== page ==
Tuesday, July 24, 2012

Missed Class...went to Ohio...usually a bad idea...not this time

I had the pleasure of attending the 2012 Woodrow Wilson Convening Thursday and Friday of last week with five of my WW colleagues.  Alas that we missed class……sounded like a good one (as always)!

The event was very good, to be honest, much better than I expected. 

There were several great talks by WW Fellows who are now in the field, as well as Dr. Sonia Nieto.  We also had the opportunity to attend two elective seminars and participate in a panel forum for the Michigan WW Fellows.

As a side note, the event was in Columbus, Ohio.  I have a close friend there so we hung out Thursday night.  He took me to a place called “Jennie’s” which has some of the best rated ice cream in the whole U.S……needless to say it was fantastic!  I had some cherry/white chocolate/pistachio……unbelievable……

I also uttered a few choice words as we drove by the Horseshoe.  And sang a certain SONG…the greatest fight song in the world!! Only six weeks left!!

My highlight for seminar was the first elective I took, Classroom Management In Urban Settings.

If there was one thing I took away from the class, it would be an admonition to myself and my colleagues to make sure we are working with local non-profits and volunteers to help our students out.

The class was lead by the founder of a non-profit called Voices Against Violence (click link for details).  His group works with local school districts to help students with emotional needs, and to help get drugs and weapons out of schools.

What is his number one obstacle?  Not the kids……not the administrations……not the parents……it’s TEACHERS.

Teachers who think they know it all.  Teachers who think they have everything under control.

Looking in the mirror…and looking to my colleagues…we need to make sure we are doing everything we can for our students, whatever it takes.  Obviously we need to make sure that groups are legitimate and are using research based proven methodology, but let’s make sure our kids go before our pride.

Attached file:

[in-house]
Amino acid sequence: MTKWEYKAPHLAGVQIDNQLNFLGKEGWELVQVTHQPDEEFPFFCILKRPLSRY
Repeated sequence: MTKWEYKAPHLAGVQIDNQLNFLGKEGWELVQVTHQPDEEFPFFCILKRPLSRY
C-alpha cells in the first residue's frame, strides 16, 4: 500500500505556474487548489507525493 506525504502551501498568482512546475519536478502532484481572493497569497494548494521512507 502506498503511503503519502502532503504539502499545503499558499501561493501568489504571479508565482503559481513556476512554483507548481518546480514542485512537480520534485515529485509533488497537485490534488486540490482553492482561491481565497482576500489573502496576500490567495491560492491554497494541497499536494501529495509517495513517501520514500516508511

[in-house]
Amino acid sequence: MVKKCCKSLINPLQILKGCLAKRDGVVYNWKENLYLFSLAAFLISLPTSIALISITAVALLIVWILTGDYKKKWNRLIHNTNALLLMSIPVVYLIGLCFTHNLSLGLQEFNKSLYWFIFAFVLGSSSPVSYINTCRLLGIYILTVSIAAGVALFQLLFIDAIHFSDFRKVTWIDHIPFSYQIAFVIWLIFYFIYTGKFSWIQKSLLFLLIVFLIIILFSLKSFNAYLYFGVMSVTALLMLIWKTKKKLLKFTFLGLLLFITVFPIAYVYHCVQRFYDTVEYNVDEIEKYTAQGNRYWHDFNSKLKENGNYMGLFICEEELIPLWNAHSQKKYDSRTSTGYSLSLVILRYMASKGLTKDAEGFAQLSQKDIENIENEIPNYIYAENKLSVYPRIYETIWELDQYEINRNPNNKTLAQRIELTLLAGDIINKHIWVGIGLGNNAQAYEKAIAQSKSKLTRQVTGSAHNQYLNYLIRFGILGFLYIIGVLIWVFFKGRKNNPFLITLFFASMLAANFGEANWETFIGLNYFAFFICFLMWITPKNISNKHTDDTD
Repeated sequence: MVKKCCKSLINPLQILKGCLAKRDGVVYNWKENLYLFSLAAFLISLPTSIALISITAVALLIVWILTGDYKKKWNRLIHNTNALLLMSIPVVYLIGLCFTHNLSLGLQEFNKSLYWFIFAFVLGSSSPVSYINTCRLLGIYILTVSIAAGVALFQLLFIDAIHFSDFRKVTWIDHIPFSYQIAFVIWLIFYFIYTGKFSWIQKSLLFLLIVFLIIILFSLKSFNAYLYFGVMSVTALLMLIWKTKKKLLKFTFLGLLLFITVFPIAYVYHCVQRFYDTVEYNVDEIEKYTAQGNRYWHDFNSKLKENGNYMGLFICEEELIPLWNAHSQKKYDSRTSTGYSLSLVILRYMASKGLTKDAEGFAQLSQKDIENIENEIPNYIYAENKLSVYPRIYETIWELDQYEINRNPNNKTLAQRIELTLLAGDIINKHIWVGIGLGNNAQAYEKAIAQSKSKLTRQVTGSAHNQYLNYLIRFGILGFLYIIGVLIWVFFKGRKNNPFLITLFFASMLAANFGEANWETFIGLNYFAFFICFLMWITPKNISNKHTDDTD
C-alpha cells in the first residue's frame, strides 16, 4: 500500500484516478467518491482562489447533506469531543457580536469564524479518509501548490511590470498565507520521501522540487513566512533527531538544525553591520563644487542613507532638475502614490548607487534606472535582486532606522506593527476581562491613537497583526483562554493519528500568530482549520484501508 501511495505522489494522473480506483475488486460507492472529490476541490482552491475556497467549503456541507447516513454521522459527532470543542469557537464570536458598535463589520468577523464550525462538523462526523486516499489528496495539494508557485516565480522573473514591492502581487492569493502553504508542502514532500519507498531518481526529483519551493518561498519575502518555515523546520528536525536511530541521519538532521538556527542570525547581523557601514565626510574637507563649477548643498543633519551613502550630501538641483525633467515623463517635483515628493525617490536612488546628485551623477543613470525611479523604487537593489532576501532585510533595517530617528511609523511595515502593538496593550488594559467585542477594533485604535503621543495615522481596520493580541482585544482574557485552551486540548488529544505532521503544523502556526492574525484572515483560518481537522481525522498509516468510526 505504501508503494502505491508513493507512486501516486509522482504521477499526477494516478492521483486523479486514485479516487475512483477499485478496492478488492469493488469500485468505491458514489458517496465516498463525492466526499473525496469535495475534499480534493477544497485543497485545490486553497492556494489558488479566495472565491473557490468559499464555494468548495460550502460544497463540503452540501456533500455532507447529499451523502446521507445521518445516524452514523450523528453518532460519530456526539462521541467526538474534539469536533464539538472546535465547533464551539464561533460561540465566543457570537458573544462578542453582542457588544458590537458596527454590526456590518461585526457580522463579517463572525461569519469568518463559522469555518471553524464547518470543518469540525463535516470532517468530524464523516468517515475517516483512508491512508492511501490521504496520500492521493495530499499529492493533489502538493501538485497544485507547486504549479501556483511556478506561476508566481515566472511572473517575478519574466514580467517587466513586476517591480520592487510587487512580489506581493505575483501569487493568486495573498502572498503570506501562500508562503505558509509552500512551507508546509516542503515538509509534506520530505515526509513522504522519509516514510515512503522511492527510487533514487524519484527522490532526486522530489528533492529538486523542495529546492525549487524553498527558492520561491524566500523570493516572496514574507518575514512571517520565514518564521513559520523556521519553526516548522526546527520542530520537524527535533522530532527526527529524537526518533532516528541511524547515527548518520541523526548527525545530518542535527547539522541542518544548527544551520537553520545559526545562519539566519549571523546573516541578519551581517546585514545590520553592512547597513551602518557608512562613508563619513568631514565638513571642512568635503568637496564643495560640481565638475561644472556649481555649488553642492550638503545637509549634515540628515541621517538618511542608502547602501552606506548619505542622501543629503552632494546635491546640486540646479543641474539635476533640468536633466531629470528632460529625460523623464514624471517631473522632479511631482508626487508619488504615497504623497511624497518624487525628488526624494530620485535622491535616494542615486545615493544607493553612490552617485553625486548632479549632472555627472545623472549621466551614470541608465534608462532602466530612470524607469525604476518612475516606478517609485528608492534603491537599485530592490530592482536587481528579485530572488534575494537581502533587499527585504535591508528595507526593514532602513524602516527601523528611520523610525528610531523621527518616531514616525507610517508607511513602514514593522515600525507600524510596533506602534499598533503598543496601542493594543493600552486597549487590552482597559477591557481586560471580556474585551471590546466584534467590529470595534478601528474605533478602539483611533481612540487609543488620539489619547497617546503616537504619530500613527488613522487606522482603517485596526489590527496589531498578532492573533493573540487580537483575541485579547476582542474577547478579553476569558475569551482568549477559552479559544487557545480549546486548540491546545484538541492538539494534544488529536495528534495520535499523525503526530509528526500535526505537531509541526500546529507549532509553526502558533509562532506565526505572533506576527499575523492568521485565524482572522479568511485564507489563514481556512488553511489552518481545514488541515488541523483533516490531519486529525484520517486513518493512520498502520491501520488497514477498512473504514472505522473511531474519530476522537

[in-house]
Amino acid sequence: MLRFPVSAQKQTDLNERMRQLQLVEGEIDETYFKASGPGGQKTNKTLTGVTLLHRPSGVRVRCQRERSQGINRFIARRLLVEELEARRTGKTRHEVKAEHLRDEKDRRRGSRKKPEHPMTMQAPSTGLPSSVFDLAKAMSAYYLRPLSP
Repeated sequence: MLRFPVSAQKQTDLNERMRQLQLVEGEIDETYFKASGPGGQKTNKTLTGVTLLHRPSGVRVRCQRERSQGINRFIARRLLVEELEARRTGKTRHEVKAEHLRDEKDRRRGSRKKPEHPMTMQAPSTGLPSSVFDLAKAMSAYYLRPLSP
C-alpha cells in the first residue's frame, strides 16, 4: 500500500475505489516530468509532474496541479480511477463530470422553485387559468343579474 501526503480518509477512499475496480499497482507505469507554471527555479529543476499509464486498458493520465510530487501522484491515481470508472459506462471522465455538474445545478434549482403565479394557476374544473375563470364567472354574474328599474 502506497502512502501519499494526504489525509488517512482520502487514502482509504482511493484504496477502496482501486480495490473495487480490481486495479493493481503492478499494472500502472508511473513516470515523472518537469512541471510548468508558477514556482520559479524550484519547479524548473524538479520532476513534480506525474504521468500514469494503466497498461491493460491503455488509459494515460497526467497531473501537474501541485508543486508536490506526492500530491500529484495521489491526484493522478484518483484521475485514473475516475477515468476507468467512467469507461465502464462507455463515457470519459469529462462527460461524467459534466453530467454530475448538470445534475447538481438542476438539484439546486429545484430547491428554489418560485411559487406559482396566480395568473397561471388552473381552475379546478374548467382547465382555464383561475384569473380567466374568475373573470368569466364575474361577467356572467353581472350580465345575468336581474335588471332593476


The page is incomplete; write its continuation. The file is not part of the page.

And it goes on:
Probably easier said than done.  Especially on this side of the classroom.  But at least my awareness was raised.

Does anyone know of any similar groups here in Michigan?

I intend to do some research on my end.

As well, even though the V.O.V. group is based in Pittsburg, they are available for consultation. 

Check out the link.  Save the link. Here it is again: http://www.vavpgh.org/


  1. Hmm.the trip sounds interesting as well as being fruitful. I agree with the presentation on the teachers. All too many times I have seen teachers with my children thinking they know more than we, as parents, do. After all they spend an hour a day with them for 180 days...but yet, when you try to give them some insight to your child it falls on deaf ears in some cases. I think it is admirable that this resonated with you. I have met some teachers, my kids work with, that have been fantastic. They want the feedback and support from the parents and I have always found my children relate, and do the best, in those classes. Not to mention they end up being their favorite teachers!

  2. I'm really intrigued by your take-away message to get involved with local nonprofits. As a volunteer for 826 Michigan, I was in classrooms on a weekly basis at the middle- and high-school levels. We provided something of a tutor role, giving students that one-to-one time that we've seen from this summer can make such a difference.